20 Lbs Down

I hadn’t really wanted to chronicle my weight loss journey because I’ve been on these journeys so many times.  However, I’m at a minor milestone so I just wanted to mark the occasion.    Back in December I had decided I had finally had enough.   My feet were hurting (still are), clothing was not fitting correctly, and in fact it was becoming harder to find clothing.  My (overweight) doctor has been nagging me for years to lose weight.  I have lost weight before but for the wrong reasons (which I won’t go into) but I always gained it back.  This time, it was strictly for me.

So, again, back in December I changed my eating habits.  First of all, portion control.  Restaurants serve really BIG portions of food.  I tried to eat the vegetables first, and then the meats, and then the starches.  I tried to eat only until I didn’t feel hungry any longer and then stop.  Also, I did not limit the types of food I eat.  I hate diets where you can only eat this or that.   I eat whatever I want, just less of it.

Which brings me to the second change I made: I only ate when I felt hungry.  Meaning; when my stomach started to growl.  Eating on a schedule just doesn’t seem to work for me.  Rather, it works too well.  In other words, letting my body tell me when I was hungry rather than the clock.  The third major change was to cut out soda, period.  In fact all sugary drinks and fruit juices.  I still have fruit juice on occasion but I try to shoot for no more than once per week.

That’s pretty much it.  I haven’t really increased my exercise regimen at all, just trying to keep up the activity I engage in now.  All of this has had the net effect of helping me to lose 20 lbs as of yesterday.  I’ve gone down two pant sizes and about to have to buy the next size smaller.  Do I think this would work for everyone?  Nope.  But it’s working for me.  I don’t really have a target weight in mind but I’m going to keep this going for as long as it does NOT affect my health.  In fact I’m hoping it improves my health.  I have a lot of life planned for the future!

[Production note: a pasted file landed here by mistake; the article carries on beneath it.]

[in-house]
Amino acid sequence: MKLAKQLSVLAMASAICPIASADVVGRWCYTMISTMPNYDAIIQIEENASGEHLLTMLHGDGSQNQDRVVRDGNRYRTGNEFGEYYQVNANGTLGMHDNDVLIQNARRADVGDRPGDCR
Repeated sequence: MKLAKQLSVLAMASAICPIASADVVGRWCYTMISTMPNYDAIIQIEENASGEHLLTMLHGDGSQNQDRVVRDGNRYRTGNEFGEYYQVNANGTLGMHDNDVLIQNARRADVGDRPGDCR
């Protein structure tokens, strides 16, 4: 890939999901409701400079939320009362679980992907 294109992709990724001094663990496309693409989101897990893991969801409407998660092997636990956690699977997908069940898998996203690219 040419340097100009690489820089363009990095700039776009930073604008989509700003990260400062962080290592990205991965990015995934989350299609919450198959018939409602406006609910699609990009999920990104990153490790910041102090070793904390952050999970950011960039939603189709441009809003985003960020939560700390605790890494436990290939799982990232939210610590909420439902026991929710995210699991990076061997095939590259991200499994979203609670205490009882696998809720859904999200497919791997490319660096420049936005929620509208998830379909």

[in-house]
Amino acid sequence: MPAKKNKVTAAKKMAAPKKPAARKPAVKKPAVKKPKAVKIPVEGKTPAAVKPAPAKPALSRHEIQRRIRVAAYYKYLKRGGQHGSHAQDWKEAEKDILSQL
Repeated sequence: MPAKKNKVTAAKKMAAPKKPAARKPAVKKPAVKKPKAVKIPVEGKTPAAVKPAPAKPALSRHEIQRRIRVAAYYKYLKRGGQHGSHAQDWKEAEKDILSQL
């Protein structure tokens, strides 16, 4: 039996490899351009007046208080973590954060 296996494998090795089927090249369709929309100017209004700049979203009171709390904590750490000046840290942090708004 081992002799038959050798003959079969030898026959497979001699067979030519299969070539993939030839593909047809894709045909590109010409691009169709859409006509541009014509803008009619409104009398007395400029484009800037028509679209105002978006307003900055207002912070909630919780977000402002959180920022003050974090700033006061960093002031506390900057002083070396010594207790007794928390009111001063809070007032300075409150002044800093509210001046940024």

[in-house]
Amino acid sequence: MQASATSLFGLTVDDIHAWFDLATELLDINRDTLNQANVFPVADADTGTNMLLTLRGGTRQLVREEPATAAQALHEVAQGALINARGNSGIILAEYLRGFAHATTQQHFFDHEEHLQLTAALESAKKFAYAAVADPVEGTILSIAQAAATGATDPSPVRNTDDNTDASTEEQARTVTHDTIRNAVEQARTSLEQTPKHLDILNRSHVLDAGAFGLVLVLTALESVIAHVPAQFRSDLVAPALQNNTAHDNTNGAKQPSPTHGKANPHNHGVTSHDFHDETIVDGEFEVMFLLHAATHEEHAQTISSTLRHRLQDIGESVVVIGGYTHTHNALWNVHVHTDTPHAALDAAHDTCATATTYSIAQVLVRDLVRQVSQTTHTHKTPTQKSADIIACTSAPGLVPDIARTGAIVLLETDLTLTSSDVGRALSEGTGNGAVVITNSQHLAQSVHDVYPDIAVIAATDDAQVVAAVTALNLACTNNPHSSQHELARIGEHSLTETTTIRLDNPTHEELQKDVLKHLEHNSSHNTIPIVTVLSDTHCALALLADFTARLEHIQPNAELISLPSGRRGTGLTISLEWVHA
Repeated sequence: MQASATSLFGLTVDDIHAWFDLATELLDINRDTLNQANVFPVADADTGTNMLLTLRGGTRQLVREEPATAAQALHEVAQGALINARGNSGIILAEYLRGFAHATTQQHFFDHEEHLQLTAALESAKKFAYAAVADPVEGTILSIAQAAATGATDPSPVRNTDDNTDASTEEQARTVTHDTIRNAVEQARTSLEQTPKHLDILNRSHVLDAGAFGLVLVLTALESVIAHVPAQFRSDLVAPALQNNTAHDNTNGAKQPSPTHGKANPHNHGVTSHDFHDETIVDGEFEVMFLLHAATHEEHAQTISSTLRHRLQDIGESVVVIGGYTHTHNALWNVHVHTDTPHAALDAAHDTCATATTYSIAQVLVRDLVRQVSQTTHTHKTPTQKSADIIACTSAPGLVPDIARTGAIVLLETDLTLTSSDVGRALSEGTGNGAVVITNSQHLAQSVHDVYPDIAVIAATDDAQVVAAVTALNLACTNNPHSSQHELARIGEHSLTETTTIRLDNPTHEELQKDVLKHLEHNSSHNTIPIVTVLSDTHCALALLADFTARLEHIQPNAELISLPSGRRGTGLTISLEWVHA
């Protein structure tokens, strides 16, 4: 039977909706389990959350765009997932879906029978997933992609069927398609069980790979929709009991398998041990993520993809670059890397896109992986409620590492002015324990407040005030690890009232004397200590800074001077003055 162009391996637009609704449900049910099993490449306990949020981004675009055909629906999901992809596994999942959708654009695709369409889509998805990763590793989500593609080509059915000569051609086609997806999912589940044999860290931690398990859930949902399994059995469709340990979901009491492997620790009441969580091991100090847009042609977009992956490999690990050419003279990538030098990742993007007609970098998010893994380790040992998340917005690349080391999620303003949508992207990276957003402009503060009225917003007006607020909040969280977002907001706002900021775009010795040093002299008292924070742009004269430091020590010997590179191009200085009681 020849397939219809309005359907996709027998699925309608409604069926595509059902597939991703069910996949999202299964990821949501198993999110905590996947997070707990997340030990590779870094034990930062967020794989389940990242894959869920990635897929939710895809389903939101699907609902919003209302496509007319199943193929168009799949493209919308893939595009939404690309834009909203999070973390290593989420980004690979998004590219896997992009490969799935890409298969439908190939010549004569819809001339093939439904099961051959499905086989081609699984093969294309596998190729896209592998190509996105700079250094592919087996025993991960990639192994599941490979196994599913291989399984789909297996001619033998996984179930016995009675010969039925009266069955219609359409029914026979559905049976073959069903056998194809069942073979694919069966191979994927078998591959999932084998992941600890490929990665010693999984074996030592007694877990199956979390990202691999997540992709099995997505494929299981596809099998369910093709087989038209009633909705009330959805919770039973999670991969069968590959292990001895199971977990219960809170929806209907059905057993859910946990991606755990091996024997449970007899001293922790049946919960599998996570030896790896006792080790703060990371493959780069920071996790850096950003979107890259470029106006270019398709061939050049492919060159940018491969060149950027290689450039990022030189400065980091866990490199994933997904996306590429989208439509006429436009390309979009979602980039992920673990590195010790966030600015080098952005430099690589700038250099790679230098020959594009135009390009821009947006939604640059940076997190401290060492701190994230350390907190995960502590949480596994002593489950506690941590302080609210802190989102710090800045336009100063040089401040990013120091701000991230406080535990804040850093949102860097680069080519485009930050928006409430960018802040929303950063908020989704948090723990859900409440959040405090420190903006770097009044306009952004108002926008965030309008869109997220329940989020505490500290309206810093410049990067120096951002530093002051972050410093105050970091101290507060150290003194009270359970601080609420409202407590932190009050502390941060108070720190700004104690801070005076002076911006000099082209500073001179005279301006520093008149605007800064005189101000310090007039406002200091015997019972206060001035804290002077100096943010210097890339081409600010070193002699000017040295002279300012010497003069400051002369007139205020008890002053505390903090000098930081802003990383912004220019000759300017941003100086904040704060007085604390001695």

Domicile Decision

I’m not retiring for 8.5 years.  We can’t travel full time at least until then so why am I deciding on our domicile so far in advance?  Because I can’t help it, I’m a planner.  We’ve had three states in the running; Florida, Texas, and South Dakota.  I had always thought we would move our domicile to Texas but recently I’ve been waffling.  South Dakota was starting to look very attractive which made me rethink my decision.  After crunching the numbers and reviewing health care options I have decided to stay with Texas.

So why even blog about this.  Mainly it just helps to write out my thought processes.   Also, I’ve done a lot more research on what we need to do to emigrate to Texas.  I’ve got a timeline now with what tasks we need to accomplish step by step as we moved to Texas.

The rough outline of the plan is this:

  • Purchase the RV prior to retirement
    • We’ll buy the RV a few years before we retire so we can get the RV outfitted and get some practice before we retire.
  • Sell the house
    • Once we are comfortable towing and living in the RV, we’ll select an RV park near my work to finish out the last few years of work.  Then we’ll clean out the house, do some minor remodeling, and then sell it.  We’ll pay off the RV and then invest the rest.
  • Full-Timing